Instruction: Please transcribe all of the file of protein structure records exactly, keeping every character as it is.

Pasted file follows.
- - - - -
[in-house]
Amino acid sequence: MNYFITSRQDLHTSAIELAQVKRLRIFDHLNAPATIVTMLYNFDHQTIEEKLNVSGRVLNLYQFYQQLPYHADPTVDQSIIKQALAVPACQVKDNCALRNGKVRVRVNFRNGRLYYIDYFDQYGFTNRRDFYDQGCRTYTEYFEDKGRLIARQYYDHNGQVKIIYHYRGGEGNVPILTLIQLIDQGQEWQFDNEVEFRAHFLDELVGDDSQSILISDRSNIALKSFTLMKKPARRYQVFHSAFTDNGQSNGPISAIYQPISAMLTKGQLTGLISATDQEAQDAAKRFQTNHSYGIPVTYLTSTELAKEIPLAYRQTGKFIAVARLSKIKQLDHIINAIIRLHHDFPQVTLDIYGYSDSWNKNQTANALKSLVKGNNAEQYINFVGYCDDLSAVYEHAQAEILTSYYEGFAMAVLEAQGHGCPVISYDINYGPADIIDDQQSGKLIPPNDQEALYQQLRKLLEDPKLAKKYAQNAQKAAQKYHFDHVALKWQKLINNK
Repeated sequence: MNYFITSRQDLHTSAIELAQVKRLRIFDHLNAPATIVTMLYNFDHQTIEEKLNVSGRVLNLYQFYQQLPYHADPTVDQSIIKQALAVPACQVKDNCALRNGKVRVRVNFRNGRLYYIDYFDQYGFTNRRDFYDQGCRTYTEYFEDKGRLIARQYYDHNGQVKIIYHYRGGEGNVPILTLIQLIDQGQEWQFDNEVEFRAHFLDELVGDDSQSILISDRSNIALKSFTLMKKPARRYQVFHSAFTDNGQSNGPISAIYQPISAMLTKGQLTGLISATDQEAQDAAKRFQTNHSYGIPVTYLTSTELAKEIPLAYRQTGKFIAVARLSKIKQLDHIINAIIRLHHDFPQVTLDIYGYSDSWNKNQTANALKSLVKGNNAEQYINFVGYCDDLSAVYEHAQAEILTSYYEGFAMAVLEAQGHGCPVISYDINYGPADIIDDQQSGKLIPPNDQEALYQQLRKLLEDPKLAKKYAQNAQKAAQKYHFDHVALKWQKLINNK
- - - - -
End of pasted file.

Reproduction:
[in-house]
Amino acid sequence: MNYFITSRQDLHTSAIELAQVKRLRIFDHLNAPATIVTMLYNFDHQTIEEKLNVSGRVLNLYQFYQQLPYHADPTVDQSIIKQALAVPACQVKDNCALRNGKVRVRVNFRNGRLYYIDYFDQYGFTNRRDFYDQGCRTYTEYFEDKGRLIARQYYDHNGQVKIIYHYRGGEGNVPILTLIQLIDQGQEWQFDNEVEFRAHFLDELVGDDSQSILISDRSNIALKSFTLMKKPARRYQVFHSAFTDNGQSNGPISAIYQPISAMLTKGQLTGLISATDQEAQDAAKRFQTNHSYGIPVTYLTSTELAKEIPLAYRQTGKFIAVARLSKIKQLDHIINAIIRLHHDFPQVTLDIYGYSDSWNKNQTANALKSLVKGNNAEQYINFVGYCDDLSAVYEHAQAEILTSYYEGFAMAVLEAQGHGCPVISYDINYGPADIIDDQQSGKLIPPNDQEALYQQLRKLLEDPKLAKKYAQNAQKAAQKYHFDHVALKWQKLINNK
Repeated sequence: MNYFITSRQDLHTSAIELAQVKRLRIFDHLNAPATIVTMLYNFDHQTIEEKLNVSGRVLNLYQFYQQLPYHADPTVDQSIIKQALAVPACQVKDNCALRNGKVRVRVNFRNGRLYYIDYFDQYGFTNRRDFYDQGCRTYTEYFEDKGRLIARQYYDHNGQVKIIYHYRGGEGNVPILTLIQLIDQGQEWQFDNEVEFRAHFLDELVGDDSQSILISDRSNIALKSFTLMKKPARRYQVFHSAFTDNGQSNGPISAIYQPISAMLTKGQLTGLISATDQEAQDAAKRFQTNHSYGIPVTYLTSTELAKEIPLAYRQTGKFIAVARLSKIKQLDHIINAIIRLHHDFPQVTLDIYGYSDSWNKNQTANALKSLVKGNNAEQYINFVGYCDDLSAVYEHAQAEILTSYYEGFAMAVLEAQGHGCPVISYDINYGPADIIDDQQSGKLIPPNDQEALYQQLRKLLEDPKLAKKYAQNAQKAAQKYHFDHVALKWQKLINNK